On today’s episode, we talk about how to create a value proposition for your customers. Differentiation can be difficult in the security industry, and we see many companies out there that end up ignoring the value proposition, or just coming up with one for marketing purposes but not delivering on the operations side.
What Is A Value Proposition?
We’ve identified three essentials to a value proposition:
1. It clearly explains how your product solves a customer problem or improves their business.
2. It delivers a specific benefit, ideally with a quantifiable value (i.e. % decrease in incidents, hours saved for the customer, fewer trespassers, etc.).
3. It explains to your ideal customer why they should buy from you instead of the competition.
Here’s an example of what a value proposition is NOT:
“XYZ security is the industry leading security solution. We offer highly trained officers and combine over 5,000 years of security and law enforcement experience.”
It doesn’t tell anything about the product, how it solves customer problems, benefits their business, or differs from the competition. There’s not even a single mention of the customer there. And yet, despite these flaws, this kind of generic statement is incredibly common in the industry.
“This is probably plastered right on the front page of 7 out of 10 security companies’ websites,” says Johnny.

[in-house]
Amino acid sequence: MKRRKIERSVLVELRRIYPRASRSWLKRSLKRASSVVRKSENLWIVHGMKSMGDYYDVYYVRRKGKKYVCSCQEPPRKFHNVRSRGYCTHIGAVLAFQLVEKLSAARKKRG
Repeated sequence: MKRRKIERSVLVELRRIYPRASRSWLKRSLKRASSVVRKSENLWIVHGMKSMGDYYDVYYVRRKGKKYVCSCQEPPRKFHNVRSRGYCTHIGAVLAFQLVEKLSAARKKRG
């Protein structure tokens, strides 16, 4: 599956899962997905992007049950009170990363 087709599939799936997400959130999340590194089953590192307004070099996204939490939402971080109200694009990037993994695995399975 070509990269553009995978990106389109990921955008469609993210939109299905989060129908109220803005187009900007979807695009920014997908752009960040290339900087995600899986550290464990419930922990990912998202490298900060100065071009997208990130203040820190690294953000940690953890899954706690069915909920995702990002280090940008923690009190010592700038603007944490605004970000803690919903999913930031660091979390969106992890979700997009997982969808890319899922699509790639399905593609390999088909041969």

Potential Value Propositions
There are a lot of ways you can stand out from the crowd. One of the most obvious, and most common, is to say “we’re the cheapest.” If you can back that up, and you really are the cheapest, that’ll win you some customers, but it’s also going to make your margins incredibly tight.
Another, more creative value proposition, could be to highlight the variety of services you provide. Maybe you also do investigations, security assessments, mobile patrols, etc. That’s a meaningful way to set yourself apart and create additional value for the customer.
We often recommend that our customers use Silvertrac's security guard management software as a part of their value proposition. Guard Management is an area that many security companies struggle with. Explaining how your company uses technology to manage officers and deliver consistent value to your customer is highly effective.
People like to highlight accountability, but that’s not really a value proposition, it’s a minimum requirement. Customers care about making sure guards are at the location and in the right position, but they will be impressed by companies that can offer more than just bodies.
Highlighting the amount of time you can save for the customer, the potential cost savings to them, or a higher level of customer service can all be good ways to differentiate your company and add value.